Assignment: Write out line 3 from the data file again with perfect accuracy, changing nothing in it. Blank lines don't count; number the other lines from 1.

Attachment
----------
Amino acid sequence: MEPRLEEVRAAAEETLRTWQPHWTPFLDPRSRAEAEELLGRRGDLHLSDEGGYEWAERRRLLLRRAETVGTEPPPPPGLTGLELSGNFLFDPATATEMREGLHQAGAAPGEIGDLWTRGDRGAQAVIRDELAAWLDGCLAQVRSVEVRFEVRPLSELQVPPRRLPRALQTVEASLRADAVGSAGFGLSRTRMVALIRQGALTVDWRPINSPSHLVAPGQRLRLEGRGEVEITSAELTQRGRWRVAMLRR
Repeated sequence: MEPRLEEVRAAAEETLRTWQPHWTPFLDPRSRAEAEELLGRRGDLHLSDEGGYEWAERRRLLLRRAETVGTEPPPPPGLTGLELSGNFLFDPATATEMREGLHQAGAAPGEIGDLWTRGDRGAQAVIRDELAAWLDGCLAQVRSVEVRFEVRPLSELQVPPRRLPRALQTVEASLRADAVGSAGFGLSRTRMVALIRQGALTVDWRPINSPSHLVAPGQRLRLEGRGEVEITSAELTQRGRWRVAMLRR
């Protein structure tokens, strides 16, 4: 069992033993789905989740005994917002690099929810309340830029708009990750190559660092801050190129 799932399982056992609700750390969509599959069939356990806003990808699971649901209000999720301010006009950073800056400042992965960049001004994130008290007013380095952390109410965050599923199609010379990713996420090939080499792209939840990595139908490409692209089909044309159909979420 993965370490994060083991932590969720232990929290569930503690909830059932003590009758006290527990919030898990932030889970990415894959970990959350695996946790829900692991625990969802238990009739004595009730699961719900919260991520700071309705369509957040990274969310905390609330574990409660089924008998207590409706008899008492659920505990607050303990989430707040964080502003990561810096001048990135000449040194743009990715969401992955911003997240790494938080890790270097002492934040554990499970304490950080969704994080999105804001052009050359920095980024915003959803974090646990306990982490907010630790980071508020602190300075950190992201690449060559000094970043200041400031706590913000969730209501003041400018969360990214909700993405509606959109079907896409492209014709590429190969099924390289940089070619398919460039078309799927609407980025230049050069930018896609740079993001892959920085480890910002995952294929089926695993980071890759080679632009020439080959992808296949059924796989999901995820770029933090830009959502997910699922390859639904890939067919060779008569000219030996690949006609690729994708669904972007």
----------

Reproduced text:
């Protein structure tokens, strides 16, 4: 069992033993789905989740005994917002690099929810309340830029708009990750190559660092801050190129 799932399982056992609700750390969509599959069939356990806003990808699971649901209000999720301010006009950073800056400042992965960049001004994130008290007013380095952390109410965050599923199609010379990713996420090939080499792209939840990595139908490409692209089909044309159909979420 993965370490994060083991932590969720232990929290569930503690909830059932003590009758006290527990919030898990932030889970990415894959970990959350695996946790829900692991625990969802238990009739004595009730699961719900919260991520700071309705369509957040990274969310905390609330574990409660089924008998207590409706008899008492659920505990607050303990989430707040964080502003990561810096001048990135000449040194743009990715969401992955911003997240790494938080890790270097002492934040554990499970304490950080969704994080999105804001052009050359920095980024915003959803974090646990306990982490907010630790980071508020602190300075950190992201690449060559000094970043200041400031706590913000969730209501003041400018969360990214909700993405509606959109079907896409492209014709590429190969099924390289940089070619398919460039078309799927609407980025230049050069930018896609740079993001892959920085480890910002995952294929089926695993980071890759080679632009020439080959992808296949059924796989999901995820770029933090830009959502997910699922390859639904890939067919060779008569000219030996690949006609690729994708669904972007």